Coat Hanger Halos
Mummified body found in Hampton Bays home
BY SANDRA PEDDIE AND SUSANA ENRIQUEZ
firstname.lastname@example.org and email@example.com
February 16, 2007, 10:30 PM EST
Southampton police responding to burst water pipes in a Hampton Bays home found the mummified body of the owner -- dead for more than a year -- sitting in a chair in front of a television, officials said Friday.
The television was still on.
Vincenzo Riccardi, 70, appeared to have died of natural causes in his home on Wakeman Road.
The medical examiner's office considered his body mummified because the lack of humidity in his home preserved his features.
"You could see his face. He still had hair on his head," Bacchus said. "I've been on the job 35 years, and I've never seen anyone dead that long."
Police and county sources said Riccardi, whose body was found Thursday, had not been heard from since December 2005. The medical examiners said they were baffled as to why the electricity would be on in the home all that time.
"He was in his house, sitting in his chair, as if watching television, and the television was, in fact, still on," Dawson said.
Riccardi lived alone, his wife having died years ago, Dawson said. Mail had piled up, but then stopped being delivered.
"He hasn't been heard from in over a year. That's the part that baffles me," he said. "Nobody sounded the alarm."
Neighbors said they hadn't seen Riccardi for a while. They said they had tried to keep an eye on Riccardi, who had diabetes and had become blind in his 50s, but since his house was up a long driveway and could not be seen from the street, they did not always know what he was doing.
A couple who lived near Riccardi's house, Helen and Pat Boyle, said they never noticed mail piling up by the mailbox, which is visible from the street. A rope was attached by the front door and led to the mailbox so he could retrieve his mail.
"The word going around was that he was in a home," Pat Boyle said.
The couple said Riccardi built the two-story house -- where a waterfall of ice ran down over one of the garage doors from the burst pipe -- after he emigrated from Italy and worked in construction.
"This is a very sad situation that shouldn't have happened," Helen Boyle said.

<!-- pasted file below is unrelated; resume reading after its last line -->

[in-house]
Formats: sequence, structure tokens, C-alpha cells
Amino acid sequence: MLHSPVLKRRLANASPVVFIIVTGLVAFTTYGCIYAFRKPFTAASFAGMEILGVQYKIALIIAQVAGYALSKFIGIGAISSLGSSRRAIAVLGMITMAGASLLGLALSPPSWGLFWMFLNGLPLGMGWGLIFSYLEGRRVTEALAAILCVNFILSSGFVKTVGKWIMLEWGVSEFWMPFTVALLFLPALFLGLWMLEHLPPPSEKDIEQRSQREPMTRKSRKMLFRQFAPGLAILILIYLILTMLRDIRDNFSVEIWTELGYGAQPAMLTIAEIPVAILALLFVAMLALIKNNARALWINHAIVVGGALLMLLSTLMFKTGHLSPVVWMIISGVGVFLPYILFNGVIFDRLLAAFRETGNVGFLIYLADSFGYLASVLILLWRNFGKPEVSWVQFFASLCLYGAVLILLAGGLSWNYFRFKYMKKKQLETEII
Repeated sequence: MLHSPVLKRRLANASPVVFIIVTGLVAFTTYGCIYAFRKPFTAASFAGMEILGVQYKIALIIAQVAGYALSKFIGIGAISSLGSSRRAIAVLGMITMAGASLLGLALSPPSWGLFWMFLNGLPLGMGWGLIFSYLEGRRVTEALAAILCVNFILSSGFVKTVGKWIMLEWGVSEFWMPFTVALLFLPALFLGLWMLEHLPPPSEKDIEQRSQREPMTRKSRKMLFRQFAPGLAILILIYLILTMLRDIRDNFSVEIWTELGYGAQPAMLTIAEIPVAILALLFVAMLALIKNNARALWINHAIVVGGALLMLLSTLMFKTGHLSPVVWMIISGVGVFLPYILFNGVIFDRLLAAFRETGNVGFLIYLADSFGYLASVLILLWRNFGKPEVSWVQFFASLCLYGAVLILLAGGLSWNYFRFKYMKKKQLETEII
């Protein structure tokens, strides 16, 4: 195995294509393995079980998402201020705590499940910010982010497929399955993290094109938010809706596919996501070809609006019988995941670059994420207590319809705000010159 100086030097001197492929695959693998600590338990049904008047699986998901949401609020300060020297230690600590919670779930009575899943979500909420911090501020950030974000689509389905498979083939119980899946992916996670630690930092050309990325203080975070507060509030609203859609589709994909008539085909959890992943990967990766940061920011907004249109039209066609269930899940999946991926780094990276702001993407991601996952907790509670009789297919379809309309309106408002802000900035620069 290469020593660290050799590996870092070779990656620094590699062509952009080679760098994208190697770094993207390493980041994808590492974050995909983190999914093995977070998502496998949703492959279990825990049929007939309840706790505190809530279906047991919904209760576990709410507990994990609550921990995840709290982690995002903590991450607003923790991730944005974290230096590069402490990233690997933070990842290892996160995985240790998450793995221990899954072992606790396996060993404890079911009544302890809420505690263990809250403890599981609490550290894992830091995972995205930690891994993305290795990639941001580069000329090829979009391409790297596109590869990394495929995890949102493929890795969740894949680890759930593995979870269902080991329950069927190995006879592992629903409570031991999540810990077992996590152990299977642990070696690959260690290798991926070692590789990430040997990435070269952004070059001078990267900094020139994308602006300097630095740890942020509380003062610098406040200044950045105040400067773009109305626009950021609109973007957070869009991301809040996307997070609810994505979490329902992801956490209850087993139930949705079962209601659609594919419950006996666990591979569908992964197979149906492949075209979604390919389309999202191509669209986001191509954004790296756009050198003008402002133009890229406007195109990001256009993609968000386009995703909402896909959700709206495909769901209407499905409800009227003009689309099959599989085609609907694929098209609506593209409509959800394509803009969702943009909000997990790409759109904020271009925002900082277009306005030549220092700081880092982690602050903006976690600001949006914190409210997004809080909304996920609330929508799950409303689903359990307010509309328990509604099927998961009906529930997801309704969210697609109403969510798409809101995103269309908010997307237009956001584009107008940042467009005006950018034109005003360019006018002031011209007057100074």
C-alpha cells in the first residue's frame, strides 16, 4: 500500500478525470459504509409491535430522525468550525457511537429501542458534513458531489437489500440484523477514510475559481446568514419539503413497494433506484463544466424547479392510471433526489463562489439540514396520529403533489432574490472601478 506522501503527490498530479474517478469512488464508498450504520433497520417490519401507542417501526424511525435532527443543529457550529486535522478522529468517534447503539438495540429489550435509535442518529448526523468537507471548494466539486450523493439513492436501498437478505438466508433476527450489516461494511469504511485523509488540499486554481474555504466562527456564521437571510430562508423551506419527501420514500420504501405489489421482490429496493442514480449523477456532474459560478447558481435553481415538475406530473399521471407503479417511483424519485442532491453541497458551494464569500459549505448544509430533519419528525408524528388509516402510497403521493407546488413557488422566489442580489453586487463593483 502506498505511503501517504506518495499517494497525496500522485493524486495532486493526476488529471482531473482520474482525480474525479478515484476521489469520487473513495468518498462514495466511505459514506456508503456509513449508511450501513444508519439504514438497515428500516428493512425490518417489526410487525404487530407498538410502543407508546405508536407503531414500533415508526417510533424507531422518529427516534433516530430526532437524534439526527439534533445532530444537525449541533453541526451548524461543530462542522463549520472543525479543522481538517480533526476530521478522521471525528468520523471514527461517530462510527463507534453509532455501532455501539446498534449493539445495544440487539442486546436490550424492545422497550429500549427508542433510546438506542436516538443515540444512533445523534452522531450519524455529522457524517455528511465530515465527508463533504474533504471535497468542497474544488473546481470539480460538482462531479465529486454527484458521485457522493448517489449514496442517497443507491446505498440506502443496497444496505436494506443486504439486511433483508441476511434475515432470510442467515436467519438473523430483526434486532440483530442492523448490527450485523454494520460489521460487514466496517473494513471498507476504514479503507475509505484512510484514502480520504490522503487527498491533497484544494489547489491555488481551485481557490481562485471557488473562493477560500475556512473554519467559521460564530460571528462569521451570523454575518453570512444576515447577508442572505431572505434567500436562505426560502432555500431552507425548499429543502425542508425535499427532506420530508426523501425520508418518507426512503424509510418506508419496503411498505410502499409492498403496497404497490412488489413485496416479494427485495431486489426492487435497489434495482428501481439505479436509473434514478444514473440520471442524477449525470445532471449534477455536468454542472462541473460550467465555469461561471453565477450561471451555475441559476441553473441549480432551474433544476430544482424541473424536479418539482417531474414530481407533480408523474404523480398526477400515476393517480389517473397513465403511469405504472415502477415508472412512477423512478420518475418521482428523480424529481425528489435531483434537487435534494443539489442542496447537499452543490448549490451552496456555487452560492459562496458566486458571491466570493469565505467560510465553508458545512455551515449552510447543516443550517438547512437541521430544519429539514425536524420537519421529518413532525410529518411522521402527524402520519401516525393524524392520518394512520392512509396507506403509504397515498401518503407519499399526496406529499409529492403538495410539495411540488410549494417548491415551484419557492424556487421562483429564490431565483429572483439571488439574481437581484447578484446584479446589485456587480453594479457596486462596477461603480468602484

Neighbor April Cowden said she would occasionally read Riccardi's mail to him, pay his bills and buy him groceries. When he began to demand more of her time in the summer of 2005, she said, they had a falling out. "I needed to go to work [one day] and he wanted me to stay," said Cowden, 37.
About a month later, Cowden said, she saw an ambulance at his house. When she saw the mail pile up, Cowden thought he was in the hospital.
At a neighborhood gathering last month, residents commented that they hadn't seen Riccardi in a while, neighbor Diane Devon said. "We never thought to check on him," she said.
Okay, all done?
I'll start things off with a quote from an old Temple of the Dog song, Wooden Jesus.
"Coat hanger halos that don't come cheap,
with television shepherds with living room sheep.
And I pray, can I be saved?
I spent all my money on a future grave.
Wooden Jesus, I'll cut you in,
on twenty percent of my future sins."
Let's put what happened here in perspective because, to be honest, I can't get the visual out of my head.
This old man died in his easy chair and for over a year, sat day and night, his body decomposing, the heat and humidity mummifying himself, bathed in the low light of day and the blue glow of his television at night.
How many bad sitcoms and reruns and news broadcasts of the war on drugs, the war terror, the war on Iraq, the war on Britney and TomKat and Anna Nicole Smith have cast reflections in his dead eyes?
This was not some po-dunk backwoods Unabomber neighborhood. This was a community he lived in. And for over a year, although some thought it odd enough to question his absence, no one did anything about it. No one took action.
And actions speak louder than words.
We live in an era where technology is king... cel phones and texting and the internet and email and message boards "connect us" in new ways than ever before.
But in oh so many ways, it has disconnected us from things that we may never get back again.
In oh so many ways, when something like this happens, it's not just the body of a 70 year old man that's overlooked and forgotten. In the cynical times we live in, it's become way too easy to let a part of ourselves mummify and decay.
Turn off the tv and look inward for a moment... is there mail piling up on your doorstep? At night, what's the blue glow you're bathed in?